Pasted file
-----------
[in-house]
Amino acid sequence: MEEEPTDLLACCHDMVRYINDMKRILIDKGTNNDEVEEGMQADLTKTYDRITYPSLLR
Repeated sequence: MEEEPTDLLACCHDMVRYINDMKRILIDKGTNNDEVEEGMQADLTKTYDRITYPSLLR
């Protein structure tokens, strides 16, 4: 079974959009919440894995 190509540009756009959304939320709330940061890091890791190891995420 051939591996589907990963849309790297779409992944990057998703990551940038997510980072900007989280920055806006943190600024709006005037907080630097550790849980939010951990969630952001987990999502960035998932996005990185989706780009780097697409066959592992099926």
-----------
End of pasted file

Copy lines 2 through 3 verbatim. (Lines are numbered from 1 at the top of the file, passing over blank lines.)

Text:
Amino acid sequence: MEEEPTDLLACCHDMVRYINDMKRILIDKGTNNDEVEEGMQADLTKTYDRITYPSLLR
Repeated sequence: MEEEPTDLLACCHDMVRYINDMKRILIDKGTNNDEVEEGMQADLTKTYDRITYPSLLR